Quite what David Moyes learned about his Everton side during the Merseyside derby defeat to Liverpool remains unclear, with Jack Rodwell’s erroneous red card, shown by Martin Atkinson, reducing the meaning of both the pattern of the game and the result.
Indeed, the most telling tales from the aftermath of the attritional tie are the emphasis of old truisms – success in the Merseyside derby is best served by keeping 11 players on the pitch, and it is a game that requires a strong, competent referee. The former failed to happen because of the absence of the latter.
Before Rodwell departed the combat early the game was relatively even and promising an enjoyable, attacking encounter. Liverpool had the best chance of the game, when Luis Suarez headed tamely at Tim Howard, but Everton just shaded the overall action without creating a similarly-gilt-edged chance, Tim Cahill’s stunning far post header the closest the Toffees came to scoring. Once Everton were a man down it was a matter of time before they were a goal down too, and simply holding out for 50 minutes is something of an achievement.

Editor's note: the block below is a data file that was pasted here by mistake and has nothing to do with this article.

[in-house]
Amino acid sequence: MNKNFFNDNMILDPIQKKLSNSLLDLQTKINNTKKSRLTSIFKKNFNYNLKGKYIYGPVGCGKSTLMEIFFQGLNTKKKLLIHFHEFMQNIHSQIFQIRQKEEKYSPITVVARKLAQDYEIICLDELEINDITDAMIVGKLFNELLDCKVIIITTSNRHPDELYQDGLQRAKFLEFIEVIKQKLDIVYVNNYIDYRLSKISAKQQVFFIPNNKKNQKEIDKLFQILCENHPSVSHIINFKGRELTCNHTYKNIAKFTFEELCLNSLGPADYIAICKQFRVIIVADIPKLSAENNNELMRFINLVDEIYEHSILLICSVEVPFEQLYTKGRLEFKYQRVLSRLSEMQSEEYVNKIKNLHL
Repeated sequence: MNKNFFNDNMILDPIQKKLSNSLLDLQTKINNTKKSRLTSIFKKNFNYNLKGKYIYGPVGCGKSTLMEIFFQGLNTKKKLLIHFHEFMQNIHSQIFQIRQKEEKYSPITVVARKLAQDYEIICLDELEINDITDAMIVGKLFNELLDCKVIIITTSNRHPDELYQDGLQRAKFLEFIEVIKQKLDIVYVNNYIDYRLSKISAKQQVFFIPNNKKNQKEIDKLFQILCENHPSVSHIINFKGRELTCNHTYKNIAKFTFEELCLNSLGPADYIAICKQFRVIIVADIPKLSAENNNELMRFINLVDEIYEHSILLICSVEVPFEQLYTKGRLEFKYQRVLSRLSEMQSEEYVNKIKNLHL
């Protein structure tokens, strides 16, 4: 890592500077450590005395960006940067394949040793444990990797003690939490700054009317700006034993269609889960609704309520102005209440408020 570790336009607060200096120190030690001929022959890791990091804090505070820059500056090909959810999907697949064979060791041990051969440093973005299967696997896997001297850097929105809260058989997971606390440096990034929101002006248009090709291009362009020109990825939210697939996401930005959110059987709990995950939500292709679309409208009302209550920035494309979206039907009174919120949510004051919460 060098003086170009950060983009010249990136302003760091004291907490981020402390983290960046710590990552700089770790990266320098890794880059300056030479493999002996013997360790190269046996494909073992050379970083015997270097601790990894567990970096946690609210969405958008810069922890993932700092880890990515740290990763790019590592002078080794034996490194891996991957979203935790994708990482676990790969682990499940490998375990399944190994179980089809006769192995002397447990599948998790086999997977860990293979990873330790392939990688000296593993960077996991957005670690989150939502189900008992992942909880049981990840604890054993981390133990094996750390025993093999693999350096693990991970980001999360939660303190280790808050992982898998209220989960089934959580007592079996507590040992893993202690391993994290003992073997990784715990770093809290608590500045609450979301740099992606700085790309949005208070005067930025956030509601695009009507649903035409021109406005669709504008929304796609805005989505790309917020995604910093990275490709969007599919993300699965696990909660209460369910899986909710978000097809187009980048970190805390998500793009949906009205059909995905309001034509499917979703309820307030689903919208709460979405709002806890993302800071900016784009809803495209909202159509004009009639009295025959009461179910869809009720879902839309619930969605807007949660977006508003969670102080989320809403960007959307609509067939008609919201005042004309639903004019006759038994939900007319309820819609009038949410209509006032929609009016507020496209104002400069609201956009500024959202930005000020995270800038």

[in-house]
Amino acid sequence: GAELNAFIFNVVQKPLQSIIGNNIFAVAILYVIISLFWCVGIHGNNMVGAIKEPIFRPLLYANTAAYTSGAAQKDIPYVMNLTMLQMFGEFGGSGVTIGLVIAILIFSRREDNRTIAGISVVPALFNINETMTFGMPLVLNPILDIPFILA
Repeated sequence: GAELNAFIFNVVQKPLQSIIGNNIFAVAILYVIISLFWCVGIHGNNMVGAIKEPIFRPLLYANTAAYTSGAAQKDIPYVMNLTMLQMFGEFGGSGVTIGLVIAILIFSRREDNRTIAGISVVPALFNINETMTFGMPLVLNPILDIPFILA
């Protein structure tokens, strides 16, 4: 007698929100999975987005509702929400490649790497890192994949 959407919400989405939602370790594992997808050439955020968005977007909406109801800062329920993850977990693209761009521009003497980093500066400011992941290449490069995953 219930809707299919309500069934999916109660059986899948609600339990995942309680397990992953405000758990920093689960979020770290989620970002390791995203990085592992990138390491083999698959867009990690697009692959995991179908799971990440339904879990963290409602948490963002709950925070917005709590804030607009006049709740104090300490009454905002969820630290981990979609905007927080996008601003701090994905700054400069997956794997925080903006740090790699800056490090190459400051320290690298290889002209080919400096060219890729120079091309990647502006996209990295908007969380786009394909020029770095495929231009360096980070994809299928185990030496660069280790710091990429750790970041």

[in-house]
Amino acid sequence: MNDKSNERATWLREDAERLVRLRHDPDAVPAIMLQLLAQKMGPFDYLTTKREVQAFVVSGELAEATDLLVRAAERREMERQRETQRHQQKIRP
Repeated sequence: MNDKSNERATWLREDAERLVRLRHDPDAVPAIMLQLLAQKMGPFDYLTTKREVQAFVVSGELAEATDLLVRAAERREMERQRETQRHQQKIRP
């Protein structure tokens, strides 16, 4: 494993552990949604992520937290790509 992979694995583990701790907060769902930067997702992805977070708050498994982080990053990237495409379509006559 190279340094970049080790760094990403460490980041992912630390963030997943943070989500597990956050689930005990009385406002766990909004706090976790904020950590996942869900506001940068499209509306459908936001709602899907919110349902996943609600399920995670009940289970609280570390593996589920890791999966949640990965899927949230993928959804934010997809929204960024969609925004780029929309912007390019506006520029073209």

Despite the intervention of Atkinson – and it must be said, some shambolic defending to gift Suarez the decisive goal – the fact remains that Everton have now lost two games in succession, both 2-0, with now the international break to ruminate over their failings before a visit to Chelsea once the domestic programme resumes. Stamford Bridge was an unlikely source of success for Everton last season, drawing there in the Premier League and winning – on penalties – in the FA Cup, but predicting a similar outcome this season would be the preserve of the brave or foolhardy.
There really is no telling which Everton – the side that capitulated against Manchester City this season or beat them twice last season – will turn up, not to mention the travails of the Andre Villas-Boas’ side, as equally capable of hammering Bolton Wanderers 5-1 at the Reebok Stadium as they are drawing at home with Fulham.
Moyes has rarely evinced any doubt that his bargain-basement buys can compete with the more luxurious purchases of City, Chelsea or Liverpool. Everton under the Scot have made a habit of upturning the odds and grinding out points when they are least expected. After a series of defeats and goalless games a result against Chelsea would seldom be less expected, but for 50 minutes on Saturday it appeared Everton were capable of getting a result almost as unlikely.
With time to regroup over the international break – and possibly with Rodwell returned to the fold after the club confirmed they would lodge an appeal against the midfielder’s suspension – Everton can put some distance between themselves and the furore over Atkinson’s error, one incidentally that it appears no one, regardless of their loyalty on Merseyside, agreed with. More importantly, Everton can consign the two prior results to the history books, with the lure of a morale-boosting result against Chelsea in their sights.
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